Friday, November 27, 2015

Sawgrass Lake Park in the fall

 At Sawgrass Lake Park, I spied a mother and 5 baby alligators busily swimming around her. They were too scattered to get a picture of the entire family. Getting very brave, aren"t they?

Closeup of baby alligator at Sawgrass Lake Park
Baby alligator at Sawgrass Lake Park

I also saw a pair of frisky raccoons searching for food. Here is one who thinks he is hidden and another who is looking up at me..

Raccoon at Sawgrass  Lake Park
Raccoon looking up at Sawgrass Lake Park
Here is my posing squirrel all grown up. 

Gray Squirrel at Sawgrass Lake Park
There was a little blue heron by the bridge at the entrance to the park.

Little blue heron at Sawgrass Lake Park
Sawgrass Lake Park is known for its majestic, old live oaks that line the entrance road. 

Live Oaks at Sawgrass Lake Park




Pinellas County Parks are great for sunsets.

According to Governor Rick Scott,  Florida State Parks are the only state in the US to win  the National Gold Medal Award for Excellence in the management of state park systems three times! Actually, no other state has even won the award twice. Honeymoon Island, Caladesi Island, Anclote Key Preserve, and the Skyway Fishing Pier are the only state parks in Pinellas County.

Pinellas County Parks are no exception in their excellence, and must be seen to be appreciated. Sunset is a perfect time to take  pictures. These were taken between 4:30 and 5:30 pm.

Seminole Lake Park

Dodging the evening rush hour traffic, then joggers heading for the trails in the parking lot, I walked around the southeastern shores of Seminole Lake, which are the part that can be accessed from the park. 


Sunset at Seminole Lake Park, FL


There were still ducks and a little blue heron on the lake at sunset. Near the boatramp an Anhinga, bathed in light, was perched in a tree, cleaning his feathers. Benches near huge palms, also had a golden glow.


Pair of coots at Seminole Lake Park
 
Mallard at Seminole Lake Park


Little blue heron at Seminole Lake Park
Anhinga at Seminole Lake Park



Sunset near the boat ramp at Seminole Lake Park 


November is a great month to visit Largo Central Nature Preserve

Tri-colored heron at Largo Central NP
Fall is a good time to visit the parks. There are not as many snowbirds and vacationers, so you sometimes have the parks to yourself. Some of the male birds are coming into their breeding plumage. You can see how much the awkward looking babies from this spring have grown.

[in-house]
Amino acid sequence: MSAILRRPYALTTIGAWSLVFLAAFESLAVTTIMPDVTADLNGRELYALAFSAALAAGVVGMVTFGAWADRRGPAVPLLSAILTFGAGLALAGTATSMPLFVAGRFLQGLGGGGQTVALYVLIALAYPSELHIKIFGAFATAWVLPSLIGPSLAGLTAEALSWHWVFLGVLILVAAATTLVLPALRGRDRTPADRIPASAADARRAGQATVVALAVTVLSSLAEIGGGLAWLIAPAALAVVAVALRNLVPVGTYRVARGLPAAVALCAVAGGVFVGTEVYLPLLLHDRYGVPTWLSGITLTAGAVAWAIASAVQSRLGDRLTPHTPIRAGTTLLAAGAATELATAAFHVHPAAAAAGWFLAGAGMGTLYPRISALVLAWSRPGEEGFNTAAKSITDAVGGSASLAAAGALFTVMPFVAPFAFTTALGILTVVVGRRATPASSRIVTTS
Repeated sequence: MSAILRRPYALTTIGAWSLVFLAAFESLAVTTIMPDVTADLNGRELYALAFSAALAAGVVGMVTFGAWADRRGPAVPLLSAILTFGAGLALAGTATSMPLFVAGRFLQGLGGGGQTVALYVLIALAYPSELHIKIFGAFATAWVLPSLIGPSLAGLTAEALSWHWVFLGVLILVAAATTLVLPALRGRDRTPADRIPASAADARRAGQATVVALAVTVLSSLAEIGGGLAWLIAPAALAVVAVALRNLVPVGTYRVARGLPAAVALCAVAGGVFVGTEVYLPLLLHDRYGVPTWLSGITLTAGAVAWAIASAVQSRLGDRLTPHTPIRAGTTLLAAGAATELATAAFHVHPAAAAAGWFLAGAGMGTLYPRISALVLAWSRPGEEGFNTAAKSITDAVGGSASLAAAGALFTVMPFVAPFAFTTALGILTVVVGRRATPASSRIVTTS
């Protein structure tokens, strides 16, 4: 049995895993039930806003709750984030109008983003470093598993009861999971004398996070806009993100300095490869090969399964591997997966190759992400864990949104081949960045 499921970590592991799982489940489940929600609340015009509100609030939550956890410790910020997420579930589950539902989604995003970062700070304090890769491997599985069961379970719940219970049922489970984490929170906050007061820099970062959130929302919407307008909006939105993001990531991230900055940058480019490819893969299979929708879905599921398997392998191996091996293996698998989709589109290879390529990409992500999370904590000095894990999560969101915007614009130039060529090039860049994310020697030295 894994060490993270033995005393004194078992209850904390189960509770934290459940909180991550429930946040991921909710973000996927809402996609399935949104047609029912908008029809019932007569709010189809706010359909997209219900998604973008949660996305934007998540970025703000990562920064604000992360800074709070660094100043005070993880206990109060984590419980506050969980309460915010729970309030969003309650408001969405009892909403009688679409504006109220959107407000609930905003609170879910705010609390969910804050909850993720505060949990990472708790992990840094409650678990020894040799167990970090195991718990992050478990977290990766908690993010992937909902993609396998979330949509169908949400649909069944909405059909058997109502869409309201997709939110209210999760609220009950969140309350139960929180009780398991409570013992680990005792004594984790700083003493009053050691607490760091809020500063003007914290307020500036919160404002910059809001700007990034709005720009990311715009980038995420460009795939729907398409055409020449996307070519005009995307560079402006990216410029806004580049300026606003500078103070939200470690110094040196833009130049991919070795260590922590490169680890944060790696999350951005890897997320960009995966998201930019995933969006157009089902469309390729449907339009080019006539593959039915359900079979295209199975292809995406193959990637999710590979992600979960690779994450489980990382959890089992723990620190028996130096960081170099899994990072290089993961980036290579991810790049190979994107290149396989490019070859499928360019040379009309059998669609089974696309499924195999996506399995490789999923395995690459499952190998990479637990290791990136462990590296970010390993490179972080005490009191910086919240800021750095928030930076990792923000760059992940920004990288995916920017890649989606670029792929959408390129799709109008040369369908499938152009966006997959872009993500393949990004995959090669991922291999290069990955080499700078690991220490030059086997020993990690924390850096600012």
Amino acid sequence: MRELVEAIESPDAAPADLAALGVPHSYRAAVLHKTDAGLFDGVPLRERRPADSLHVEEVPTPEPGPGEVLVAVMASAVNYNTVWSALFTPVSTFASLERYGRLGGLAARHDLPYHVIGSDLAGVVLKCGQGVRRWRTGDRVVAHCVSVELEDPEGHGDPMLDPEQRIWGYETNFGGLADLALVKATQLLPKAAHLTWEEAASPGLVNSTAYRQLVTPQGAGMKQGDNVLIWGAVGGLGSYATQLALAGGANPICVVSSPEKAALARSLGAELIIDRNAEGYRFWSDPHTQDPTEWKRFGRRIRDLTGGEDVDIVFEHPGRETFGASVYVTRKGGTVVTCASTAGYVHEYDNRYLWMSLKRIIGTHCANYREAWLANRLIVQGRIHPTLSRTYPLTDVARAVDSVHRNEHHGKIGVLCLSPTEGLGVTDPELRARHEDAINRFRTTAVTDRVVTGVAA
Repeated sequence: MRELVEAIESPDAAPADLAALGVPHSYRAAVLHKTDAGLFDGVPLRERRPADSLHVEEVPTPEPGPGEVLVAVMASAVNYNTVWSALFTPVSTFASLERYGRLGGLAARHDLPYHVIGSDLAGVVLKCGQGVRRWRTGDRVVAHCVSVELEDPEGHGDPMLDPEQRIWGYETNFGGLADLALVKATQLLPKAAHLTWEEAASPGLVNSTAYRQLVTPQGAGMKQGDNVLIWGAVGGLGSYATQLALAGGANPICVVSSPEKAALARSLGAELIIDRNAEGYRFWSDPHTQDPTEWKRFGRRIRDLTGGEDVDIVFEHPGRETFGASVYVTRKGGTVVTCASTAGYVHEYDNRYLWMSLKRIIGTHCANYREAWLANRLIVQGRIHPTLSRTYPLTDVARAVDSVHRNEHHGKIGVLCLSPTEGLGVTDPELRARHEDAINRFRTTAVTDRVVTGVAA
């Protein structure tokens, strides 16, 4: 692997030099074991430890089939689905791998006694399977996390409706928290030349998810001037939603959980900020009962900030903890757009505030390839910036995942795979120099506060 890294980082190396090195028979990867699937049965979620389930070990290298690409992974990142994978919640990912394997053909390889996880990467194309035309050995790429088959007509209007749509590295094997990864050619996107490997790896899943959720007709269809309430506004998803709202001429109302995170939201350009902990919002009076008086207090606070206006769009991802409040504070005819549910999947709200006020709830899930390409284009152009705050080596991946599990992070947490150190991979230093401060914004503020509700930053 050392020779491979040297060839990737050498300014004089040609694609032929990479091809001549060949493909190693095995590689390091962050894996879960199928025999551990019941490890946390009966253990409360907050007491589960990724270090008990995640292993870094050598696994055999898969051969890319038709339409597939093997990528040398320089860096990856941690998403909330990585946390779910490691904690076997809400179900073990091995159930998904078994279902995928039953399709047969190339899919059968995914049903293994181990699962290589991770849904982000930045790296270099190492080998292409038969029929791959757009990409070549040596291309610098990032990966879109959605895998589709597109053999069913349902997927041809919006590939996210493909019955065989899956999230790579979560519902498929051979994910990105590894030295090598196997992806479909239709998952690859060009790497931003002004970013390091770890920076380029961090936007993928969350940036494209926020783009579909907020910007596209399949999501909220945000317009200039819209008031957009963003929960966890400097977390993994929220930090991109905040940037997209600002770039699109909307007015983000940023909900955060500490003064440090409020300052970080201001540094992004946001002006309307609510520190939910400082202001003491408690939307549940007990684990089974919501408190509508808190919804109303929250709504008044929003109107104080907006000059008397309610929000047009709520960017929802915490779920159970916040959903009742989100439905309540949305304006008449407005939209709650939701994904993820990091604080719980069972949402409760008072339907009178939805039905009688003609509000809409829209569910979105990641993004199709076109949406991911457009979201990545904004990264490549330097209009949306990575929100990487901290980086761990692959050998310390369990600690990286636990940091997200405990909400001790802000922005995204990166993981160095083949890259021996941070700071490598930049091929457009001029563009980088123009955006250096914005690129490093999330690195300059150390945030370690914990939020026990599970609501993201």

Young osprey at Largo Central NP
Young night heron sleeping at Largo Central  NP

It has been a warmer fall then usual, so the alligators are more active. I spotted two alligators at Largo Central Nature Preserve on the same day.


Huge Alligator at Largo Central Nature Preserve
 One alligator, approximately 12 ft. long, was in middle of the pond. He leaped in the air and quickly swam away in response to a group of  noisy teenagers. A group of nervous moorhens nearby, probably sighed in relief. A smaller alligator rested on the opposite side of the boardwalk. Usually I only see the larger alligator, who would probably be lying motionless on the edge of the pond, soaking up the sun. 

I rarely see snakes in the parks, especailly in November, but along the edge of the pond in some aquatic plants I photographed a young water moccasin. I felt very thankful for the boardwalks that day!


Young Water Moccasin at Largo Central Nature Preserve

Everyone was not shopping on Black Friday. Dylan DeSio, a Seminole, FL resident home from college this weekend, caught a nice 2 lb. bass in the recently stocked pond at Largo Central Nature Preserve. 


Dylan DeSio with a 2 lb bass  caught in Largo Central NP
 Early November, there did not seem to be as many birds at Largo Central and elsewhere.  There are always moorhens, great white egrets, cormorants, pied-billed grebes, anhingas, ibis, yellow-crowned night heron, tricolored and little blue herons, but not the sheer numbers all at once.  I did not see the great blue herons, roseate spoonbills, shovelers, etc. The mallards were in a flock across the canal at the East Bay Golf Course. The fish and otter was jumping out of the water, but the turtles were not sunning themselves.


Great White Egret at Largo Central NP
Cormorants at Largo Central NP


A bow-legged Ibis at Largo Central NP



Anhinga, wings drying, at Largo Central NP
Limpkin at Largo Central NP



Pied-billed Grebe at Largo Central NP
Brown anole on boardwalk at Largo Central NP